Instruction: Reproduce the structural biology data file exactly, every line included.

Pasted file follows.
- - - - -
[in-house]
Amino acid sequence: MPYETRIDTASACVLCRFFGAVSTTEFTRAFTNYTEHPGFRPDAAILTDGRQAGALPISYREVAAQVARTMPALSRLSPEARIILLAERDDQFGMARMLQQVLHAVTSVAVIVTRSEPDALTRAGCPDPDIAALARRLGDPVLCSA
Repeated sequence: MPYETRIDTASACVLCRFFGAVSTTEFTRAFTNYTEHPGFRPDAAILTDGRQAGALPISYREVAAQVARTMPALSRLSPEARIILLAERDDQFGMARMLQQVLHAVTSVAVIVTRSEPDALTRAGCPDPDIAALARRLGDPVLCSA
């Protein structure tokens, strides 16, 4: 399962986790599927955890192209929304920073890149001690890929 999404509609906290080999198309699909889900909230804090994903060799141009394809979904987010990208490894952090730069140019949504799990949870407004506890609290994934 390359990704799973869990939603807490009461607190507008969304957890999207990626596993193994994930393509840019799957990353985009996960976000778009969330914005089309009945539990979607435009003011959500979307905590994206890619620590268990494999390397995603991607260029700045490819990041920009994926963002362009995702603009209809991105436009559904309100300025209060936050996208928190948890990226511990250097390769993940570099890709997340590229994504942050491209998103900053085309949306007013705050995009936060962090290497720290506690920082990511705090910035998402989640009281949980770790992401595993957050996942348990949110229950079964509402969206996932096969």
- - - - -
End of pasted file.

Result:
[in-house]
Amino acid sequence: MPYETRIDTASACVLCRFFGAVSTTEFTRAFTNYTEHPGFRPDAAILTDGRQAGALPISYREVAAQVARTMPALSRLSPEARIILLAERDDQFGMARMLQQVLHAVTSVAVIVTRSEPDALTRAGCPDPDIAALARRLGDPVLCSA
Repeated sequence: MPYETRIDTASACVLCRFFGAVSTTEFTRAFTNYTEHPGFRPDAAILTDGRQAGALPISYREVAAQVARTMPALSRLSPEARIILLAERDDQFGMARMLQQVLHAVTSVAVIVTRSEPDALTRAGCPDPDIAALARRLGDPVLCSA
């Protein structure tokens, strides 16, 4: 399962986790599927955890192209929304920073890149001690890929 999404509609906290080999198309699909889900909230804090994903060799141009394809979904987010990208490894952090730069140019949504799990949870407004506890609290994934 390359990704799973869990939603807490009461607190507008969304957890999207990626596993193994994930393509840019799957990353985009996960976000778009969330914005089309009945539990979607435009003011959500979307905590994206890619620590268990494999390397995603991607260029700045490819990041920009994926963002362009995702603009209809991105436009559904309100300025209060936050996208928190948890990226511990250097390769993940570099890709997340590229994504942050491209998103900053085309949306007013705050995009936060962090290497720290506690920082990511705090910035998402989640009281949980770790992401595993957050996942348990949110229950079964509402969206996932096969």